Primary Mentors' Conceptions Of Subject Knowledge In English

Wilson, Vivien Roby (2004). Primary Mentors' Conceptions Of Subject Knowledge In English. EdD thesis The Open University.



This research investigates concepts of subject knowledge in English held by teachers acting as student mentors in primary schools, in an Initial Teacher Education and Training (ITET) partnership. A case study approach draws on evidence from documentary sources, interviews with mentors and tape-recorded conversations between mentors and student teachers, following the observation of English lessons.

During the past 25 years teachers' professional identities have been restructured through a series of Government interventions into the curriculum and teachers' working conditions, culminating in the introduction of the National Literacy and Numeracy Strategies. It has been argued that these reforms have established a 'culture of compliance' within the teaching profession.

Government intervention has taken place in ITET, which has been regulated through OfSTED inspection. Since 1992 schools and Higher Education Institutions have been required to establish training partnerships. A National Curriculum for ITT was introduced in 1997.

It is suggested that opportunities for student teachers to learn through reflective practice are constrained by policy directives affecting ITET and primary schools.

The management of student teachers' learning, and the assessment of their progress is the responsibility of a designated student mentor. Previous research indicates that primary mentors do not place a high priority on supporting the development of student teachers' subject knowledge.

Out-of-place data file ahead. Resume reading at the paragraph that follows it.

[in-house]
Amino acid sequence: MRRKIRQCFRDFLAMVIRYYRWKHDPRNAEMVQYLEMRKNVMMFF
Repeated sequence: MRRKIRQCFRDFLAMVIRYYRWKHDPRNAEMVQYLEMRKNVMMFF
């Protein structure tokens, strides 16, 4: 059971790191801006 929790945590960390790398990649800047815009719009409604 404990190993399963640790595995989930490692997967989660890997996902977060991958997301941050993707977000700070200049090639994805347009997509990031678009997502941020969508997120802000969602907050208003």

Evidence from the case study suggests primary mentors implicitly distinguish between different forms of subject knowledge for teaching. They hold a developmental model of learning to teach which seeks to move student teachers towards an awareness of the needs of learners. Mentors' conceptions of subject knowledge in English are circumscribed by the curriculum and pedagogical approaches recommended in the National Literacy Strategy. The subject specialism and personal interests of mentors are also a significant factor in these conceptions. Mentors who have entered the profession more recently appear to be more accepting of the content and approaches of the NLS.

Much of the literature on mentoring assumes an underpinning model of the reflective teacher. The mentoring practices examined in the case study were situated within the context of the school and delivery of the NLS requirements. It is suggested that it may be unrealistic to expect broader reflective discussion on curriculum issues within the current policy context and structures of school experience. A re-examination of the ways in which student teachers' experiences in schools are conceptualised and organised, in terms of professional learning, may thus be necessary.

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